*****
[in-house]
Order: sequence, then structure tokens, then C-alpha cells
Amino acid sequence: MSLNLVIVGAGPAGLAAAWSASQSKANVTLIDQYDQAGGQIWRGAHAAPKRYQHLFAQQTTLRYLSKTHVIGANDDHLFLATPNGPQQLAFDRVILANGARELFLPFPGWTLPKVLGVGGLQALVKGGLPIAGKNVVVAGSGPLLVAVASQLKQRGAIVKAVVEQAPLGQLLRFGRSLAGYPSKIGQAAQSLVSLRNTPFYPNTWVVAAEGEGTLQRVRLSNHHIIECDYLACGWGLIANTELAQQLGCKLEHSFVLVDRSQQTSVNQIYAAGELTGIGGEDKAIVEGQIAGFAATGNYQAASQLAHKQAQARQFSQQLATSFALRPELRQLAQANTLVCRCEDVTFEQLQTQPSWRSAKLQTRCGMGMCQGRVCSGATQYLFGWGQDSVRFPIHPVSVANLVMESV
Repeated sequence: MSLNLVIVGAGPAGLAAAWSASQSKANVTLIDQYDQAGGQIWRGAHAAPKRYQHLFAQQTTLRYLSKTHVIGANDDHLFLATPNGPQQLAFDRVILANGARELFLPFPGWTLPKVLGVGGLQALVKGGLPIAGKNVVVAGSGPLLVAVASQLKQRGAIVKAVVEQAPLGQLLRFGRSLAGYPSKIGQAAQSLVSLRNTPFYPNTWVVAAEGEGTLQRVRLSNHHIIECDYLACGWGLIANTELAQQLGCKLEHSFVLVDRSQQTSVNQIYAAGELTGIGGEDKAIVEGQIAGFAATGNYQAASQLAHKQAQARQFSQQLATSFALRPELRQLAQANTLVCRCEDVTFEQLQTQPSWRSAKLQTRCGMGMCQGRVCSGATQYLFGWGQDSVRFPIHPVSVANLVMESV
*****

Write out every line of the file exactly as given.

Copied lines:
[in-house]
Order: sequence, then structure tokens, then C-alpha cells
Amino acid sequence: MSLNLVIVGAGPAGLAAAWSASQSKANVTLIDQYDQAGGQIWRGAHAAPKRYQHLFAQQTTLRYLSKTHVIGANDDHLFLATPNGPQQLAFDRVILANGARELFLPFPGWTLPKVLGVGGLQALVKGGLPIAGKNVVVAGSGPLLVAVASQLKQRGAIVKAVVEQAPLGQLLRFGRSLAGYPSKIGQAAQSLVSLRNTPFYPNTWVVAAEGEGTLQRVRLSNHHIIECDYLACGWGLIANTELAQQLGCKLEHSFVLVDRSQQTSVNQIYAAGELTGIGGEDKAIVEGQIAGFAATGNYQAASQLAHKQAQARQFSQQLATSFALRPELRQLAQANTLVCRCEDVTFEQLQTQPSWRSAKLQTRCGMGMCQGRVCSGATQYLFGWGQDSVRFPIHPVSVANLVMESV
Repeated sequence: MSLNLVIVGAGPAGLAAAWSASQSKANVTLIDQYDQAGGQIWRGAHAAPKRYQHLFAQQTTLRYLSKTHVIGANDDHLFLATPNGPQQLAFDRVILANGARELFLPFPGWTLPKVLGVGGLQALVKGGLPIAGKNVVVAGSGPLLVAVASQLKQRGAIVKAVVEQAPLGQLLRFGRSLAGYPSKIGQAAQSLVSLRNTPFYPNTWVVAAEGEGTLQRVRLSNHHIIECDYLACGWGLIANTELAQQLGCKLEHSFVLVDRSQQTSVNQIYAAGELTGIGGEDKAIVEGQIAGFAATGNYQAASQLAHKQAQARQFSQQLATSFALRPELRQLAQANTLVCRCEDVTFEQLQTQPSWRSAKLQTRCGMGMCQGRVCSGATQYLFGWGQDSVRFPIHPVSVANLVMESV